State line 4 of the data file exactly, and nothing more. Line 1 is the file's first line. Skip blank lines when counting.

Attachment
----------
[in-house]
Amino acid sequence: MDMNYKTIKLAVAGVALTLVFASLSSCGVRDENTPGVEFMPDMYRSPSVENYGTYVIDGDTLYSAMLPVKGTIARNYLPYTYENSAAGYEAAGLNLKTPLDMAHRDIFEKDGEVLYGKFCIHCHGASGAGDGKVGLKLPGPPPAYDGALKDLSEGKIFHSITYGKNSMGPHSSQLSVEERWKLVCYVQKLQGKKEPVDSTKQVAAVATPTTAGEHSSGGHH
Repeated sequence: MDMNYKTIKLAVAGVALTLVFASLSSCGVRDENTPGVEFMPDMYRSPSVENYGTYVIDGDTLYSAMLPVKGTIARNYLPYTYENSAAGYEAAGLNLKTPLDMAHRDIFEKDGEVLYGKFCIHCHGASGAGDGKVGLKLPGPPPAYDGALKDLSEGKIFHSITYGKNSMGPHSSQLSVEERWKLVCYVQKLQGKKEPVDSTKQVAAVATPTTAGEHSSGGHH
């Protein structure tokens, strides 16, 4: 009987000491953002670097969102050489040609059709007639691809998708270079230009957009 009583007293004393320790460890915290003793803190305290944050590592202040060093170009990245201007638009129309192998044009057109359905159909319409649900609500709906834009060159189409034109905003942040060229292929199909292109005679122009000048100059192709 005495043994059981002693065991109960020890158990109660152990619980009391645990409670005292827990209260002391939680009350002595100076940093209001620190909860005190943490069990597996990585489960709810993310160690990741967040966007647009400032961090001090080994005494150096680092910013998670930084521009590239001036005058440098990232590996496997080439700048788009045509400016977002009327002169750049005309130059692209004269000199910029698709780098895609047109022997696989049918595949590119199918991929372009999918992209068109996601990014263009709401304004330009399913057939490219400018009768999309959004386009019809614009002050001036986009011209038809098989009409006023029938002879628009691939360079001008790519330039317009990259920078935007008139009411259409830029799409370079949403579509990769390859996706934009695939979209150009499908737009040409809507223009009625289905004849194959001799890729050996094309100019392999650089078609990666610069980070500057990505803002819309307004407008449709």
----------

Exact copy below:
């Protein structure tokens, strides 16, 4: 009987000491953002670097969102050489040609059709007639691809998708270079230009957009 009583007293004393320790460890915290003793803190305290944050590592202040060093170009990245201007638009129309192998044009057109359905159909319409649900609500709906834009060159189409034109905003942040060229292929199909292109005679122009000048100059192709 005495043994059981002693065991109960020890158990109660152990619980009391645990409670005292827990209260002391939680009350002595100076940093209001620190909860005190943490069990597996990585489960709810993310160690990741967040966007647009400032961090001090080994005494150096680092910013998670930084521009590239001036005058440098990232590996496997080439700048788009045509400016977002009327002169750049005309130059692209004269000199910029698709780098895609047109022997696989049918595949590119199918991929372009999918992209068109996601990014263009709401304004330009399913057939490219400018009768999309959004386009019809614009002050001036986009011209038809098989009409006023029938002879628009691939360079001008790519330039317009990259920078935007008139009411259409830029799409370079949403579509990769390859996706934009695939979209150009499908737009040409809507223009009625289905004849194959001799890729050996094309100019392999650089078609990666610069980070500057990505803002819309307004407008449709």